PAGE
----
Baseball Lives Matter: Mr. Rickey Cuts a Deal at Hattiloo

Posted By on Thu, Sep 29, 2016 at 1:42 PM

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What was really at stake when baseball was integrated and Jackie Robinson became the first African-American to play in the Major Leagues? That question drives Ed Schmidt's brief, argumentative drama Mr. Rickey Calls a Meeting. It's slippery too. Much trickier than you might think given how the history's usually presented. Schmidt's bracing historical fiction, which opened solidly at the Hattiloo Theatre last weekend, only scratches a scant bit deeper, but good creative archeology's been done here, and there's a whole lot of illuminating artifact in the short, shallow trench Mr. Rickey digs.

The push to integrate major league baseball didn't begin with Jackie Robinson. Lefty journalists and activists campaigned to make the national pastime look more like the nation for years. Even in the Jim Crow era, this was inevitability, so in the mind of Baseball exec Branch Rickey, the question turned from when it would happen, to how it might be allowed to happen. Rickey's answer: One man — to test the waters — others to trickle. So Mr. Rickey Calls a Meeting becomes an engaging, often entertaining study in American exceptionalism.

With America's first African-American president preparing to leave office while folks who look like him are in the streets protesting the same old never-ending shit, this play feels like it's landed right on time. 

Branch Rickey wants everything perfect for Jackie Robinson's big rollout. He knows what to expect from the white community, and it's not pretty, so he's carefully selected a squeaky clean player who's agreed to remain passive and pleasant in the face of spitting, name calling, violence, whatever. But resistance to integration came from within the African-American community too, and with good reason. While promoting a black baseball hero who smiled in the face of adversity, might create opportunities for similarly dispositioned individuals, it would be a major league victory for white hegemony, per usual, sending devastating shockwaves through the African-American sports and business community. So — and this is where the fiction takes over —  one of baseball's great innovators — a man sometimes called "Mahatma" — calls a meeting of what today we'd call "influencers."  Summoned guests on his list include an aged Bill "Bojangles" Robinson who's still dancing to make ends meet, broke boxing champ Joe Louis, and actor/activist Paul Robeson who's flat not having any. Rickey wants them to say nice things to the media and guard against inconvenient protests that could threaten Jackie's chances in the majors. So the titans assemble (along with a resourceful bellboy) in a cramped room at the Roosevelt Hotel. There they sip cherry sodas, shoot the shit, scrap like contenders, and, in a faint echo of the Medieval mystery play, act out all the reasons not to trust Whitey.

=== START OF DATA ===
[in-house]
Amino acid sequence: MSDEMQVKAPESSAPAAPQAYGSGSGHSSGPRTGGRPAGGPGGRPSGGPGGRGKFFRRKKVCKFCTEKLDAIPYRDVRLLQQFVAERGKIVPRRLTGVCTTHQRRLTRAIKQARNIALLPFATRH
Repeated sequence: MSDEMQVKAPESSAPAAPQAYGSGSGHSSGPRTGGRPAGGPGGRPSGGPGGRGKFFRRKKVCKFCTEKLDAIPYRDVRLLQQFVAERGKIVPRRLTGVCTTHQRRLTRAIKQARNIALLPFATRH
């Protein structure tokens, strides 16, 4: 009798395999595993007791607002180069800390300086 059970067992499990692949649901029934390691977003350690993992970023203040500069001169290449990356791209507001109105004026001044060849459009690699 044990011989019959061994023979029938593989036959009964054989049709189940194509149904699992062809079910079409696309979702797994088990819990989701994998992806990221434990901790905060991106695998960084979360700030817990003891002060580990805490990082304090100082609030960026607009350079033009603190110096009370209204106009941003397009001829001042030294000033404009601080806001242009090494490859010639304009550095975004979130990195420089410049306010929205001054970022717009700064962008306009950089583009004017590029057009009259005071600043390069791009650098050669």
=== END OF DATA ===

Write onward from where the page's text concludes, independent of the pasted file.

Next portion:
Everybody at Mr. Rickey's summit understood what it meant to be exceptional, rising to the top of their fields while other African-Americans struggled — and still having to enter through the rear of public buildings. Mr. Bojangles, depicted near the end of his life, had been a Civil Rights champion and the highest-earning black performer in America. But the elderly dancer, with an owner's stake in Negro League Baseball, was on the ropes financially and assailed by critics for performing stereotypical roles. Louis — the Brown Bomber — was similarly down at heel, and too familiar with the day-to-day indignities black men faced regardless of achievement. Robeson, by contrast to everybody else in the room, was  an active Communist who didn't trust the myth of individual achievement. He worries the success of Jackie Robinson and the relatively few players called up to the big show comes at the expense of other people's jobs and entire careers. He believes it will result in the ultimate failure of the Negro League, ceding all the power in baseball to white ownership. Who will go to the games when all the stars have gone away, he asks, wondering what will become of the people who sell tickets and concessions, and maintain fields, and so on. Then he makes a fair counterproposal.

Instead of one man at a time, how about one team at a time — black-owned? There are no spoilers here since we know the outcome, but the big ideas roiling through this cage match of a play make it exciting to watch as it swings for the fences on it's way to its historic conclusion.

The Hattiloo's production is sturdy, but rough at the edges at the preview performance I attended. It looked like it could stand another week of rehearsal instead of just a day, but all signs pointed to a production growing into what it needed to be. When the actors are more confident with lines and cues, this one promises to give off sparks. It's a strong ensemble led by journeyman actor Ron Gephart as the titular Mr. He's joined by Mario Hope as the bell hop, Frank Johnson as Bill Robinson, Emmanuel McKinney as Louis, Courtney Williams as Jackie Robinson, and Jonathan Williams as Robeson.